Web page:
Home Movie Day is an international celebration of amateur films designed to showcase home movies and other forms of amateur media, and to provide a forum to discuss best practices for film and digital media preservation. Hosted in the State Archives’ building auditorium, this annual event invites attendees to bring in their own films to screen and share with all. A/V Geeks Transfer Services will transfer film to digital formats (file to download or DVD) on-site for free. An archivist from the State Archives will provide film preservation tips for films, photographs, and digitized and born-digital documents. Bring in your family’s home movies (8mm, Super8mm, 16mm film, VHS and Video8/Hi8 video tapes) to share or just show up and watch the films of others and play Home Movie Day Bingo.
Virtual Family History Fair
Saturday, November 4, 10 a.m. – 2 p.m.
Winding down the activities of Archives Month, the annual virtual Family History Fair, with its theme, “Start @Home,” focuses on practical tools used to research family history. Experts from the State Archives, the Government and Heritage Library, the N.C. Digital Heritage Center, and the State Historic Preservation Office will feature ways to search and use newspapers, government records, maps, directories, and digital collections to uncover community and family connections. Explore the genealogy of your own home in the “Genealogy of a House” session.
These sessions will stream online for free, so log on to your own laptop or desktop, or join a local participating public library for the presentations.
Extended Research Hours
Friday, October 27, 8 a.m. – 8 p.m.
State Archives of North Carolina
Government and Heritage Library
109 East Jones Street, Raleigh, NC 27601
To accommodate those attending the N.C. Genealogical Society’s annual meeting on October 28, the State Archives Search Room and the Government and Heritage Library will extend their service hours for Friday, October 27. This is a rare opportunity to continue family research later into the evening.
Archives Month is celebrated in archives and special libraries throughout the country. Governor Pat McCrory has proclaimed October Archives Month in North Carolina. During October the State Archives of North Carolina and many archives and libraries across the state will offer a variety of programs and outreach activities. The State Archives will present two free events Oct. 15 in celebration of archives, archivists, and records of our past.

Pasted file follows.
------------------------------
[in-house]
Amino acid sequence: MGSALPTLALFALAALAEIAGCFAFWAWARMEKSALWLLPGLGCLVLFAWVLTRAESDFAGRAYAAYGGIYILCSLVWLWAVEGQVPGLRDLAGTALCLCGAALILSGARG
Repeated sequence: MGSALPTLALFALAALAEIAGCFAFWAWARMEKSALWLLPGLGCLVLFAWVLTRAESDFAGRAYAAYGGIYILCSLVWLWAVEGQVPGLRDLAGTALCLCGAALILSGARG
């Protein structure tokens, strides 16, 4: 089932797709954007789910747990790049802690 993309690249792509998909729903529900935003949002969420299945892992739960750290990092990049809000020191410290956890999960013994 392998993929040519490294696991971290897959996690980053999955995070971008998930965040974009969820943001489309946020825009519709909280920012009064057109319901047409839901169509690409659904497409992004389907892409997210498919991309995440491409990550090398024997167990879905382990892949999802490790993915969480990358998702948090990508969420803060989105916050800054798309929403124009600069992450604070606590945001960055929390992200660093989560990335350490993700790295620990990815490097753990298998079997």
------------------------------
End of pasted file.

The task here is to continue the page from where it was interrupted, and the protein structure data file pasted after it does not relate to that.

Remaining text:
Oct. 15 – Virtual Family History Fair
Since 2012, the State Archives and State Library have held workshops, presentations, exhibits and on-site genealogical consultations in Raleigh to celebrate the Family History Fair. For the first time, the 2016 Family History Fair will be a virtual event, with online streaming from the N.C. Museum of Natural Sciences. Anyone can participate via laptop, notebook or smartphone. Discover how to access family records at the State Archives and how the State Library can help you begin your search. Experience these and other online live streaming presentations at home or at participating North Carolina libraries.
Consult the flyer and agenda for specific topics to be covered during the 9 a.m. to 2 p.m. program, and visitwww.ncdcr.gov/family-history to participate. For details on streaming and more information, please email email@example.com or call (919) 807-7460.
Oct. 15 – Home Movie Day
Bring a home movie to share with others and learn ways to care for your family’s collection of home films. This annual event in Raleigh is sponsored by the State Archives of North Carolina, AV Geeks, and the Film Studies Program at N.C. State University. If you don’t have any home movies of your own, come to enjoy the memories your neighbors bring. The Raleigh Home Movie Day will also feature Bingo with prizes for the whole family. Read more about Home Movie Day, 1 p.m. to 4 p.m., at the Archives and History/State Library Building, 109 E. Jones St., Raleigh, N.C. 27601.
For additional information, please call (919) 807-7326.
APPLICATION DEADLINE: AUGUST 31, 2016
Does your institution need help with the preservation of and access to your collections?
If so, the State Archives is now soliciting applications for its Traveling Archivist Program (TAP).
TAP provides hands-on preservation assistance to cultural and heritage institutions that house archives, papers, and records at risk of deterioration, neglect, and damage. Institutions chosen to participate in this program will receive an onsite visit, a collections assessment, recommendations for managing and caring for the collections, training and instructions, and other resources including some basic preservation supplies.
The purpose of TAP is to help improve preservation of and access to collections that document the culture and history of our state.
The application is open to all North Carolina cultural and heritage institutions that house and maintain active historical collections, and whose collections are accessible to the public; however, federal agencies and those institutions housing solely objects or artifacts are ineligible for this program.
Since its beginnings in 2009, TAP has served more than 100 repositories in 54 counties.
Click on the application and guidelines. Questions relating to the application process may be addressed to Andrea Gabriel, North Carolina State Archives, 919-807-7326, firstname.lastname@example.org, Monday through Friday, 8:00 a.m. to 5:00 p.m.